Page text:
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Payday in the Jungle

In 2012, the government of the Democratic Republic of Congo made it mandatory for all civil servants' salaries to be paid into bank accounts. Previously, government employees had received their wages in cash from their superiors. Almost one million public servants had to be 'bankarised' - to open a personal account - in order for their wages to be transferred directly to them, thus avoiding the wholesale theft of public funds which is endemic in the country.

The registration process - the brainchild of former Budget Minister Daniel Mukoko Samba - has been relatively successful over the past seven years. Around 800,000 civil servants have been registered and have opened bank accounts which their wages are now paid into. For many, the direct payments revealed horrifying and painful realities about their previous working lives. Intermediaries, bosses and functionaries had been stealing vast sums of money and getting away with it.

Marie, a nurse from Mbuji-Mayi, always received 22,000 Congolese francs (around USD 23.00) at the end of the month in cash from her superior. When she went to check on her salary at the end of the first month after opening an account, she was shocked to find a payment of 55,000 francs (or USD 60.00) waiting for her. Her superior had been stealing more than half her salary for ten years.

The director of a school in Feshi in western DR Congo visited the ministry of education on a trip to the capital and was amazed to find that his school supposedly had 35 teachers working for it. In reality, he had 12 colleagues. The salaries of 23 fictitious teachers were being embezzled by employees at the ministry.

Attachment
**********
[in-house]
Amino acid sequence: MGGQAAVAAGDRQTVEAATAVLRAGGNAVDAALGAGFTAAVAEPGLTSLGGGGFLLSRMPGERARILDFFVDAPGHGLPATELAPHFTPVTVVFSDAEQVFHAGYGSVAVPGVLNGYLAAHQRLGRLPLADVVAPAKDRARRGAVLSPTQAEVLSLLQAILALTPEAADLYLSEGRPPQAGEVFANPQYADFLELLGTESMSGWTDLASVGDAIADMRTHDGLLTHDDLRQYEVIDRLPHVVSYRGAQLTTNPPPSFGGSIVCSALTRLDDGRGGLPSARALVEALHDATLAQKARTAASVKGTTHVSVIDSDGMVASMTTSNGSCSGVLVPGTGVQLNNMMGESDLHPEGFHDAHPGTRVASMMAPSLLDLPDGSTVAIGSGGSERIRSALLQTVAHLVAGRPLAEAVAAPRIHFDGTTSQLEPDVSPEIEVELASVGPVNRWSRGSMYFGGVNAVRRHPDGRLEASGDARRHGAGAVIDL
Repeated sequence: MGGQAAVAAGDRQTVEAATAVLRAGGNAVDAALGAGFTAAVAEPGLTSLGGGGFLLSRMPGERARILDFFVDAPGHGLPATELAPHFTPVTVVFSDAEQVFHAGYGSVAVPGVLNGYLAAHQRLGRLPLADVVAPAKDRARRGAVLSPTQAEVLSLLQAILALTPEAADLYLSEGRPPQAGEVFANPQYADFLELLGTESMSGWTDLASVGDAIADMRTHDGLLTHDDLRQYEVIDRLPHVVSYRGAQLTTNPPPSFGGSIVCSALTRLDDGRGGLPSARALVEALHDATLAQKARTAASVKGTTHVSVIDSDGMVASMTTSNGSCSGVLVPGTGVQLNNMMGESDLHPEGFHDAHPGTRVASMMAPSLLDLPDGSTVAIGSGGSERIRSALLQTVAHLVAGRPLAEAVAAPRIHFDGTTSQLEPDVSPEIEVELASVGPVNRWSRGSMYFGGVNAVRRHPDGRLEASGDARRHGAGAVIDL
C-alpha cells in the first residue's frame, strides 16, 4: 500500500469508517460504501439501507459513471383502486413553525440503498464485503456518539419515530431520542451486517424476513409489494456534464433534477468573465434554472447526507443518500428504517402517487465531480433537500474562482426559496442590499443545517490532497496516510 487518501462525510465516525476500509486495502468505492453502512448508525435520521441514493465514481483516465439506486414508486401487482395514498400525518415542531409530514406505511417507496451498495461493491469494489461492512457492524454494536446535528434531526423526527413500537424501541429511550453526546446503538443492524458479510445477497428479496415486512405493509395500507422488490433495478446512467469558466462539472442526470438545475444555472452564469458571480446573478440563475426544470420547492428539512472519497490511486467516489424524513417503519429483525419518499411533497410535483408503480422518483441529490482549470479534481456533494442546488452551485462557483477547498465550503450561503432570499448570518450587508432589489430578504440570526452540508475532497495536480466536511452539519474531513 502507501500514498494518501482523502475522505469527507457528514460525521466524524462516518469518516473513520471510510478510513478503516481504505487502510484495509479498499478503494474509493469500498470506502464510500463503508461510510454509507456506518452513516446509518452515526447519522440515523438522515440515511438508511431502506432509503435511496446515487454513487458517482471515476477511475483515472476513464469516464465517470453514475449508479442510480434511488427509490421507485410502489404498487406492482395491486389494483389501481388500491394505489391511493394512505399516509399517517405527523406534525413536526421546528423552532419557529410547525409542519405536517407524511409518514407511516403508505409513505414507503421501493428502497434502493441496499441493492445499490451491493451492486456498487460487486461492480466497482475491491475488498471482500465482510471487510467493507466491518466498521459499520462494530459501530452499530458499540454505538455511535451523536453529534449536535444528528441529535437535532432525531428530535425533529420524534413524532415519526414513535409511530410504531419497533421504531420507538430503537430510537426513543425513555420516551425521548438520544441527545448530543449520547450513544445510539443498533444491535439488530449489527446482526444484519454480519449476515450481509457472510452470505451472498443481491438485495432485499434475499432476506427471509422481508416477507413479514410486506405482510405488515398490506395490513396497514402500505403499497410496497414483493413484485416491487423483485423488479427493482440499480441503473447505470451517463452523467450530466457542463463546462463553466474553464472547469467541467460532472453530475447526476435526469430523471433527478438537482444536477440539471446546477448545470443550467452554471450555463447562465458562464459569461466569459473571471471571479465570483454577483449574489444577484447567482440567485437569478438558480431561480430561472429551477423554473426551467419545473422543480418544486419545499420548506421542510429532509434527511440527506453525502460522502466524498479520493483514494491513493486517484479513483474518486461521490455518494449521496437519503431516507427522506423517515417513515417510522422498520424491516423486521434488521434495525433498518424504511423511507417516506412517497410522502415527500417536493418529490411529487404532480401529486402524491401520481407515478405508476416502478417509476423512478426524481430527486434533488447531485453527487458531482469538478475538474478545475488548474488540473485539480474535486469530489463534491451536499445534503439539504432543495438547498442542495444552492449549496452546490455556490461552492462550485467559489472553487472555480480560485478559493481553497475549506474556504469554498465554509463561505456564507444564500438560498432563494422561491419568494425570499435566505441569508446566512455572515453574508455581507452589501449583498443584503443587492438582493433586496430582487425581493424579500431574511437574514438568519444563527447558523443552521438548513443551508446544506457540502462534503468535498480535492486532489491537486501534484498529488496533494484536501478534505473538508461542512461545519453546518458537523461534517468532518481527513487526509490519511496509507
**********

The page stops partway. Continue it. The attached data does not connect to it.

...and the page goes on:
'Bankarisation' has changed all this. Those who now have bank accounts receive their full salaries directly into their accounts and can withdraw this money by visiting a branch of the bank or by using a code which is sent to their mobile phone at an ATM. The sheer vastness and inaccessibility of much of the country, however, means that there are still hundreds of thousands of civil servants who have not been able to register for a bank account or even if they had, would not be able to make the long journey to the closest bank branch.

In a country the size of Europe, it is only viable for banks to run branches in urban centres over 100,000 inhabitants. People living in smaller towns and villages are still living in an exclusively cash-based economy and need to access their wages differently. Some of the larger banks have teamed up with the government to handle all public service salary payments. The contracts stipulate that the banks have to pay all public service workers, not just the ones in urban centres. Thus, for a negligible profit per person of around USD 2.00 per month, the banks send their agents who hand-deliver salaries to public servants in remote areas.

Depending on their routes, some agents can take between two and three weeks to complete a round trip, travelling with armed guards who shepherd bulging cases filled with wads of notes through impassable jungle and across swollen rivers, covering huge distances between isolated communities. Bank agents can only cover certain regional hubs so government workers from more remote areas still need to travel for up to two days to collect their salaries. As the arrival times of agents are not set for security reasons, messages of the paymaster's whereabouts are relayed via radios from village to village, letting people know when to set off to catch the agent in their local town.

In a country that is often labelled as a failed state, even the most basic financial transactions can be a challenge. Kris Pannecoucke travelled with one of these bank agents, witnessing the arduous journey of a salary in the Democratic Republic of Congo.
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